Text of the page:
The effect of the practice

After the implementation of the practice, the classroom environment improved substantially: students started to treat one another equally, ignorance was eliminated, and a collaborative atmosphere started to be predominating. an extremely tolerant setting within the classroom was created. Students, in addition, felt engaged and willing to participate – they learnt about their rights and responsibilities, explored the national legislation, contributed to the achievements of the objectives of the project by fulfilling specific and individual roles during as part of the group. They proclaimed that they have an intention to approach government institutions and public organizations for external support. They felt members of a bigger learning community, and acquired a new set of skills and abilities.

Furthermore, the implementation of Project Citizen had an impact on the school as a whole: the school headmaster developed a better understanding of the community problem identified by the team; the multi-disciplinary team (1) members started to use more developmental games; parents committed to support teachers and inclusive education; the school created a room equipped with all the instruments needed to provide education to students with special needs.

 

About the interviewee

Sona Danielyan is a deputy director and a teacher of history and citizenship at Yerevan #60 School. She coordinates the inclusive education programmes at her school. As a teacher of social studies, Sona initiates and facilitates community based learning projects with upper middle school students by engaging young citizens in real life learning. She publishes articles in local periodicals. She was the first to pilot the Project Citizen with students with special needs.

Background to the project

The Armenian Ministry of Education and Science affiliated National Institute of Education and Teach for Armenia initiated a project to enhance contemporary teaching and learning practices in schools of Yerevan. They have identified the Project Citizen – an interdisciplinary curricular program that promotes competent and responsible participation in local and state government – as a model for enhancing pedagogical practice and real live learning among young learners. Over the last decade, the Armenian Center for Citizenship Education – CIVITAS supported the education authorities and teachers in Armenia to engage school students in identifying a public policy problem in their community, evaluate alternative solutions, develop their own solution in the form of a public policy, and create a political action plan to enlist local or state authorities to adopt their proposed policy.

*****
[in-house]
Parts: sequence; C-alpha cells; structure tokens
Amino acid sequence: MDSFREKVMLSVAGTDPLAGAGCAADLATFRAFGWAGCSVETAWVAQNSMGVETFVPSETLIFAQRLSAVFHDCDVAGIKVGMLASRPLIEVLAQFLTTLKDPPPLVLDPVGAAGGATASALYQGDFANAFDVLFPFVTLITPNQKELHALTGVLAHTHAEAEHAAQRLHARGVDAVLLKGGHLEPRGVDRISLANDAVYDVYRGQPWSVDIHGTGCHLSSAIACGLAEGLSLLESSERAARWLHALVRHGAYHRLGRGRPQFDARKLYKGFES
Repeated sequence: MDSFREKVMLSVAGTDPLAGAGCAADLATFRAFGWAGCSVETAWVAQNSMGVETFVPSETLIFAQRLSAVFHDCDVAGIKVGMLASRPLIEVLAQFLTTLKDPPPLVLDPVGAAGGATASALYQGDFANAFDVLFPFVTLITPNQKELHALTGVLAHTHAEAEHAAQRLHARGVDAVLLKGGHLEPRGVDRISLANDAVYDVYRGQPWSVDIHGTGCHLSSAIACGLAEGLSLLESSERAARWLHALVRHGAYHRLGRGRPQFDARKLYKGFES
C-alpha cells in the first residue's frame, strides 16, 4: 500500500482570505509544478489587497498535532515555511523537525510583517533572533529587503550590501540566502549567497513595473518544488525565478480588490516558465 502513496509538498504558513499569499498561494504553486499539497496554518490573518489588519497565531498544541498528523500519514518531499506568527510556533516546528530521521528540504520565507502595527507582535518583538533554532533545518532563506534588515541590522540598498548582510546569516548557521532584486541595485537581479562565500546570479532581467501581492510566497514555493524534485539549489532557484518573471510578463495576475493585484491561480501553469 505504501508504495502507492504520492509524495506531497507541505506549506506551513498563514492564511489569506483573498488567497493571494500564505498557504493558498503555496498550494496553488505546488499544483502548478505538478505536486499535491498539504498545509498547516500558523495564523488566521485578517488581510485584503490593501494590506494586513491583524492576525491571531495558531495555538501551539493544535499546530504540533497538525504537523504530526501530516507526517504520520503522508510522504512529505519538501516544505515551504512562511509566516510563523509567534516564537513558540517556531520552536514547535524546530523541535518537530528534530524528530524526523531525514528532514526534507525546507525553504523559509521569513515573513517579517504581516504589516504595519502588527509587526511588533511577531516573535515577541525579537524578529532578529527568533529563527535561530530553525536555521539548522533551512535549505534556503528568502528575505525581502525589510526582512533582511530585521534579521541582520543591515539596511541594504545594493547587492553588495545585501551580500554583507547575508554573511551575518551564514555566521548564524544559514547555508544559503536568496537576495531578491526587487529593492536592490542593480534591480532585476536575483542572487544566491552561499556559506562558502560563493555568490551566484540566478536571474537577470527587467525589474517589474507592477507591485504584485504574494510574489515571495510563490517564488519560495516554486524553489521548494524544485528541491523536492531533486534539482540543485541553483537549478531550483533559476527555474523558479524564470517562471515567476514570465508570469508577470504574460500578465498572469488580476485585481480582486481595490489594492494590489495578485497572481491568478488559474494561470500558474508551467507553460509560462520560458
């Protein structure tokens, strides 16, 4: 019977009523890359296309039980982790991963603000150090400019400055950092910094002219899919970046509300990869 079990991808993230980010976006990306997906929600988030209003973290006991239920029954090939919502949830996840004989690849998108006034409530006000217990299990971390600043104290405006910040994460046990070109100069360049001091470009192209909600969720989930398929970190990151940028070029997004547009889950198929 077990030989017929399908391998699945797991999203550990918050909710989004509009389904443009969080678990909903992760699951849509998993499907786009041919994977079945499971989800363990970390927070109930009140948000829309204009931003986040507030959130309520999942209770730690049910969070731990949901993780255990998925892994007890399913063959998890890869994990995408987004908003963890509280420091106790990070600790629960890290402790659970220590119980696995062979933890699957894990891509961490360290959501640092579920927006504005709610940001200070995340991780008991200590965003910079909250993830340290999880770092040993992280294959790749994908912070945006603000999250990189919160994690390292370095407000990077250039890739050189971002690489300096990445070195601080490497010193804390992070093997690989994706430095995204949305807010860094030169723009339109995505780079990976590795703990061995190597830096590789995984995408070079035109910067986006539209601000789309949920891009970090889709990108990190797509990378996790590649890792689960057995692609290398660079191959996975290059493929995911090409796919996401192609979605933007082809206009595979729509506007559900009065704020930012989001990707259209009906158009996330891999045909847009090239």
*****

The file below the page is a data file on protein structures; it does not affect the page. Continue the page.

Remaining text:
The example reported in this practice deals with a group of 15 school students (9 girls, 6 boys) from 8th grade level (14-15 years old), who participated in the project in February and March 2015. This group comprised also two girls with hard-of-hearing, and hyperactive students, and students from socially vulnerable families. The school multi-disciplinary team and around 10 parents supported the teachers and children in designing and implementing the project.

Additional information

A complete description of Project Citizen, together with all the necessary support material, can be found at http://www.civiced.org/pc-program

More information about Vahan Teryan Yerevan School # 60 can be found on its website: http://yerevan60.schoolsite.am/

(1) The multi-disciplinary team is a group of educators who need to help a child with special education needs to learn and overcome the curriculum. The members of the team are: a special educator (a speech therapist or a tiflochagogist), a social pedagogue, and a psychologist. The team also works with teachers to develop the child’s individual learning plan based on learning needs of the child.

 

Written by the Armenian Center for Democratic Education CIVITAS team based on an interview with Sona Danielyan from Yerevan Basic School # 60 on 20 May 2017.